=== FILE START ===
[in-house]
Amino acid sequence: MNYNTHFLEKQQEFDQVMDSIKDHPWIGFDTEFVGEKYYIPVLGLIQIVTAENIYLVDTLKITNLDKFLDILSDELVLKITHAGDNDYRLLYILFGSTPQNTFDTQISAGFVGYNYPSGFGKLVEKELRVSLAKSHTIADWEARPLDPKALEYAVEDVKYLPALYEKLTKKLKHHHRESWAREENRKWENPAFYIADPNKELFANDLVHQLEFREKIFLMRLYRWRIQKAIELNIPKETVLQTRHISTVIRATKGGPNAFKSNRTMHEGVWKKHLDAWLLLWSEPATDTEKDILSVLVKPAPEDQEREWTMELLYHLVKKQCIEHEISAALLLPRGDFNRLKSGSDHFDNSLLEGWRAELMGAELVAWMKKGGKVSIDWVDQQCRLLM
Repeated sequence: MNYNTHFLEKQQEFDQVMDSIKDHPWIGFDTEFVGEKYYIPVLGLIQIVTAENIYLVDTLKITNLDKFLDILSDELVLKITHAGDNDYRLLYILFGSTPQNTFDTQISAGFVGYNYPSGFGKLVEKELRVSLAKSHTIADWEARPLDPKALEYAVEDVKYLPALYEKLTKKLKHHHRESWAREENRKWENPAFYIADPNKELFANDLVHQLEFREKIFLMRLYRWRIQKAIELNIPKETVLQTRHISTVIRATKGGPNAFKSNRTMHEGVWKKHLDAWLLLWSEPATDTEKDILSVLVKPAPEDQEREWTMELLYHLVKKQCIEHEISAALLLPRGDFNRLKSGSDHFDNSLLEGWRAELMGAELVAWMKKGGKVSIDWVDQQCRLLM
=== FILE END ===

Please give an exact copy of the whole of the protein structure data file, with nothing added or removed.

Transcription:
[in-house]
Amino acid sequence: MNYNTHFLEKQQEFDQVMDSIKDHPWIGFDTEFVGEKYYIPVLGLIQIVTAENIYLVDTLKITNLDKFLDILSDELVLKITHAGDNDYRLLYILFGSTPQNTFDTQISAGFVGYNYPSGFGKLVEKELRVSLAKSHTIADWEARPLDPKALEYAVEDVKYLPALYEKLTKKLKHHHRESWAREENRKWENPAFYIADPNKELFANDLVHQLEFREKIFLMRLYRWRIQKAIELNIPKETVLQTRHISTVIRATKGGPNAFKSNRTMHEGVWKKHLDAWLLLWSEPATDTEKDILSVLVKPAPEDQEREWTMELLYHLVKKQCIEHEISAALLLPRGDFNRLKSGSDHFDNSLLEGWRAELMGAELVAWMKKGGKVSIDWVDQQCRLLM
Repeated sequence: MNYNTHFLEKQQEFDQVMDSIKDHPWIGFDTEFVGEKYYIPVLGLIQIVTAENIYLVDTLKITNLDKFLDILSDELVLKITHAGDNDYRLLYILFGSTPQNTFDTQISAGFVGYNYPSGFGKLVEKELRVSLAKSHTIADWEARPLDPKALEYAVEDVKYLPALYEKLTKKLKHHHRESWAREENRKWENPAFYIADPNKELFANDLVHQLEFREKIFLMRLYRWRIQKAIELNIPKETVLQTRHISTVIRATKGGPNAFKSNRTMHEGVWKKHLDAWLLLWSEPATDTEKDILSVLVKPAPEDQEREWTMELLYHLVKKQCIEHEISAALLLPRGDFNRLKSGSDHFDNSLLEGWRAELMGAELVAWMKKGGKVSIDWVDQQCRLLM